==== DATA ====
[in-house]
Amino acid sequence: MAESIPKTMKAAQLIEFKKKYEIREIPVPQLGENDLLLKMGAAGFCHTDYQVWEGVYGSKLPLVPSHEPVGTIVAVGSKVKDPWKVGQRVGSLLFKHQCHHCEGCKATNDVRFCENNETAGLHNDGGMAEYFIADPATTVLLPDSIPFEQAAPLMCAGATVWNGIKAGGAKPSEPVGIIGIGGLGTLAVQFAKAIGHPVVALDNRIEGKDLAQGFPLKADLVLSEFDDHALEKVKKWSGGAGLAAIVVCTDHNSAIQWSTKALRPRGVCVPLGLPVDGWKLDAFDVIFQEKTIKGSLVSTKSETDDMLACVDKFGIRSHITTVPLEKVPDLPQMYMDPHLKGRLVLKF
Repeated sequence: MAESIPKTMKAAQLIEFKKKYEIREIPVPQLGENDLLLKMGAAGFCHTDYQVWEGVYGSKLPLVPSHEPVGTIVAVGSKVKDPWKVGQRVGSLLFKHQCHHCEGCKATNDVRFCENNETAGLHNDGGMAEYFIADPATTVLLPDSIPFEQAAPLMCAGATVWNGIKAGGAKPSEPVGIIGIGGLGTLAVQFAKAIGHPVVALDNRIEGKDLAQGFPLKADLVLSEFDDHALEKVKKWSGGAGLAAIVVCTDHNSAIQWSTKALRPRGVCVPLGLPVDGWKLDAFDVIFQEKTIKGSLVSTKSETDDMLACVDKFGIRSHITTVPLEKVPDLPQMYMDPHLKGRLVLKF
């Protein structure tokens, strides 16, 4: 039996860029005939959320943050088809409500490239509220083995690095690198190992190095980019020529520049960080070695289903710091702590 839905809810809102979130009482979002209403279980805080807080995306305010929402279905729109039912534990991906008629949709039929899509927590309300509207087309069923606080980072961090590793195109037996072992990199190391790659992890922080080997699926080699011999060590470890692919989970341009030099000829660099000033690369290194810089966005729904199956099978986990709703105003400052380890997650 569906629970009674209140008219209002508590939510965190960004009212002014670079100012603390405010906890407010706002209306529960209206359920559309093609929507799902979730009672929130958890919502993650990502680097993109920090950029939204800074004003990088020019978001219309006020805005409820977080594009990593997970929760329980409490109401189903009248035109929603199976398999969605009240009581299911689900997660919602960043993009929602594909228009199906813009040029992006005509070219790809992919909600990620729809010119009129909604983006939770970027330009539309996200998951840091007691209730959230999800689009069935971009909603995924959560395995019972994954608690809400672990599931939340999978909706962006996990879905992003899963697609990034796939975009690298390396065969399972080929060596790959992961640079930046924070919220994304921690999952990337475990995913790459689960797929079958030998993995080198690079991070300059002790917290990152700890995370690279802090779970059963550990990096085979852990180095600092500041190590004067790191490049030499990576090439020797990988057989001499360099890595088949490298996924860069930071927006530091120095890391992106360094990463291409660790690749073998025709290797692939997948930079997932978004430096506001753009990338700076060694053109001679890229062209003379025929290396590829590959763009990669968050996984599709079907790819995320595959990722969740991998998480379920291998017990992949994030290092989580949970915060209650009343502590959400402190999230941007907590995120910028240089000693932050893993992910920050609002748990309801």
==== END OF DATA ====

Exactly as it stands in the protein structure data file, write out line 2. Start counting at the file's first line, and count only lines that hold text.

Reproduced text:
Amino acid sequence: MAESIPKTMKAAQLIEFKKKYEIREIPVPQLGENDLLLKMGAAGFCHTDYQVWEGVYGSKLPLVPSHEPVGTIVAVGSKVKDPWKVGQRVGSLLFKHQCHHCEGCKATNDVRFCENNETAGLHNDGGMAEYFIADPATTVLLPDSIPFEQAAPLMCAGATVWNGIKAGGAKPSEPVGIIGIGGLGTLAVQFAKAIGHPVVALDNRIEGKDLAQGFPLKADLVLSEFDDHALEKVKKWSGGAGLAAIVVCTDHNSAIQWSTKALRPRGVCVPLGLPVDGWKLDAFDVIFQEKTIKGSLVSTKSETDDMLACVDKFGIRSHITTVPLEKVPDLPQMYMDPHLKGRLVLKF